Virtual Screening and Docking Studies of Synthesized Chalcones: Potent Anti-Malarial Drug

Prashant Singh1*, Kamlesh Kumari3, Satish K Awasthi2 and Ramesh Chandra2
  1. ARSD College, University of Delhi, New Delhi, India
  2. Department of Chemistry, University of Delhi, Delhi, India
  3. Department of Zoology, DDU College, Delhi University, India
*Corresponding Author: Prashant Singh, ARSD College, University of Delhi, New Delhi, India, Tel: 919953622478; E-mail: arsdchemistry@yahoo.in
Received December 16, 2015; Accepted February 26, 2016; Published February 29, 2016
 

Abstract

A novel series of Chalcones were synthesized targets asexual blood stages of Plasmodium falciparum has been analyzed by utilizing a combination of molecular modeling techniques. Statistically significant structure-based quantitative structure activity relationships models were generated and validated through acceptable predictive ability to support internal and external set of compounds. Screening of most valuable drug among of pre-synthesized drug on the basis of binding efficiency to target receptor was carried out by docking view. Prior this pre-computed Mean IC50 and MIC value were also taken in consideration. The most effective compound on the basis all consideration was found. Previous studies have suggested that Ca2+-ATPase (PfATP6) of P. falciparum is the target of many anti-malarial drugs. However, the mechanism of inhibition of Ca2+- ATPase (PfATP6) is not known. Here we address this issue using bioinformatics tools. We generated a molecular model of Ca2+-ATPase (PfATP6) of P. falciparum and performed molecular docking of all chalcones. Molecular docking programme Glide iGEMDock was used to determine binding feasibility of 52 analogues of chalcones. The comparison of docking parameters showed, more than 5 analogues are better ligands of PfATP6. The binding of chalocones to PFATP6 is mediated by both hydrogen bonding, hydrophobic and polar interactions. Our results suggest that chalcones analogues are promising lead compounds for the development of anti-malarial drugs.

Keywords

Chalcone; Docking; Plasmodium falciparum

Introduction

Malaria causes 1 million deaths every year worldwide among about 250 million people suffering from this major parasitic infection, according to the World Health Organization [1]. There are four species of plasmodium namely P. falcipurum, P. ovale, P. vivax and P. malariae. In above mentioned, only P. falcipurum accounts for over 95% of all malaria cases mainly in Africa and affects more children under five years of age [2,3]. Classical anti-malarial agents such as chloroquine, mefloquine, and anti-folates, have prompted researchers world-wide to consider and to search for other antimalarial drugs of ideally different molecular mechanism of action [4]. The increasing of resistant strains to chloroquine has raised the search of new potential drugs [5] and the artemisin like substances are promising candidates in order to control this epidemic and intensive research is being made on cyclic-peroxy compounds [5]. Artemisinins, if deployed indiscriminately as monotherapy, will soon fall to resistance. This led World Health Organization (WHO) to advocate the use of artemisinins in combination with another anti-malarial so that emergence of resistance to this vital class of drug could be postponed. Combination therapy also decreases pressure on the rising demand of artemisinin, as it is a natural product in short supply [5,6], thus it is necessary to search an alternate drug.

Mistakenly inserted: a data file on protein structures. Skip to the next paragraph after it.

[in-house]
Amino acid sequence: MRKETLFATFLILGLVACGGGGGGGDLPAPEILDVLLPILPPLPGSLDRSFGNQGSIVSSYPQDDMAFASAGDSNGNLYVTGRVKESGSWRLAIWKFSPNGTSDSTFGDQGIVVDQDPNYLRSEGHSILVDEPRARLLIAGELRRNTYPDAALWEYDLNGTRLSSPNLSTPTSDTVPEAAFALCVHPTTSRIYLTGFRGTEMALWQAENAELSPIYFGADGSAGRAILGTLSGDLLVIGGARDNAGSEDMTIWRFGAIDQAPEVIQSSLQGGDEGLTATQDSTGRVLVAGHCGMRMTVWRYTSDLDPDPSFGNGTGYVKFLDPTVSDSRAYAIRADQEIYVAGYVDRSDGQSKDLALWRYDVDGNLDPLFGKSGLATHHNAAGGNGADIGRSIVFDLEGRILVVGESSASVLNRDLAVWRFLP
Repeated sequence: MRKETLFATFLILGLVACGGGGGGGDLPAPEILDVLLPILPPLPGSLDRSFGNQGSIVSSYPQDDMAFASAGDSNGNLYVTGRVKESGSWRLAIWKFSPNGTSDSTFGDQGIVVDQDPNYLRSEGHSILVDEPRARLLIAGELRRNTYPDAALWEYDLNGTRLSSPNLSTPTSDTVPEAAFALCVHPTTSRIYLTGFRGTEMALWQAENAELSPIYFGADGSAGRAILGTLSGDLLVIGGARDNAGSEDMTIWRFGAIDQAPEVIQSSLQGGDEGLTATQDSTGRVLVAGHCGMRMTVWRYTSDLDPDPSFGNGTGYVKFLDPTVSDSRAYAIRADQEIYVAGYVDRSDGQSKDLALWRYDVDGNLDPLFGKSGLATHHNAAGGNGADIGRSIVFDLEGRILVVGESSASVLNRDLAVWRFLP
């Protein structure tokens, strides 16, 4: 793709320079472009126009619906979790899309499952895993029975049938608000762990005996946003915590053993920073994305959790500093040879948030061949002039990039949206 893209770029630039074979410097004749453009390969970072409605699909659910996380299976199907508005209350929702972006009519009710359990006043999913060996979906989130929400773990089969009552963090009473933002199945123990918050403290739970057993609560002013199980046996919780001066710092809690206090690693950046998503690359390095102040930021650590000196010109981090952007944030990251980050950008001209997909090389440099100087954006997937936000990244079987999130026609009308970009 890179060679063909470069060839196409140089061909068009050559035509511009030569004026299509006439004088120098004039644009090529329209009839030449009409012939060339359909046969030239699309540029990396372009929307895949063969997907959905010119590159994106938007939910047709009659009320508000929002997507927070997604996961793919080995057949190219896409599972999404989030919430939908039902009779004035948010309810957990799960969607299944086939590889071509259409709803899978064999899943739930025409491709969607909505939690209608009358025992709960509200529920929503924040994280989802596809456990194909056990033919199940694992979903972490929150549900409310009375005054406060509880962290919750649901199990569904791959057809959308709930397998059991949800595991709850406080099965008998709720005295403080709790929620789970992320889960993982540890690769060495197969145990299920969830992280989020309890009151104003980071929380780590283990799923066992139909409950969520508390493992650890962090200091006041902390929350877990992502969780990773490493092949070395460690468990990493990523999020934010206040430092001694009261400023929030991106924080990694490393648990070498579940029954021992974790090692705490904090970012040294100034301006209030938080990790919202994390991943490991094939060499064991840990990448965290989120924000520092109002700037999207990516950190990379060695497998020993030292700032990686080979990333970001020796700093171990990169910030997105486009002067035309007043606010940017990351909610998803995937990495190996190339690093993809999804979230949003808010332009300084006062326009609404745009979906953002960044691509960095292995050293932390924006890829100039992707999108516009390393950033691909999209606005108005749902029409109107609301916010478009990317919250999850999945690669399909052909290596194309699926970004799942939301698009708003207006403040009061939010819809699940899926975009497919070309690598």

A small number of chemically related drugs belonging to five classes of compounds: 4-aminoquinolines (chloroquine (CQ), quinine, mefloquine, amodiaquine and halofantrine), 8-aminoquinolines (primaquine), anti-folate compounds, atovaquone and artemisinin derivatives are currently in use [7]. Naturally occurring chalcones are the key intermediates for various plant metabolites. They are biologically active compounds with known antibacterial [8,9], antifilarial [10], antiviral [11,12], anti-leishmanial [13] and cytotoxic [14,15] activities. Hydroxychalcones, as an important part of chalcones family, are widespread among natural and synthesized chalcones and have attracted an increased attention [16-18]. Therefore it is necessary to search the biologically potent derivatives. Herein we consider the theoretical root for search. Quantitative structure-activity relationship (QSAR) methods are used extensively in the design and development of new antimalarial compounds [19-21]. Docking procedures permits virtually screening a database of compounds and predict the strongest binder on various scoring functions. It finds ways in which two molecules, such as drugs and an enzyme and/or protein fit together and dock to each other well [22]. Molecular docking is used to study how a ligand is interacting with its biological target and to further support the conclusions of QSAR studies [23-29].
Falcipain-2 and falcipain-3 are critical hemoglobinases of Plasmodium falciparum, the most virulent human malaria parasite. In this article, we have studied the QSAR and docking studies the previously synthesized chalcones using iGEMDock, a computational tool.

Experimental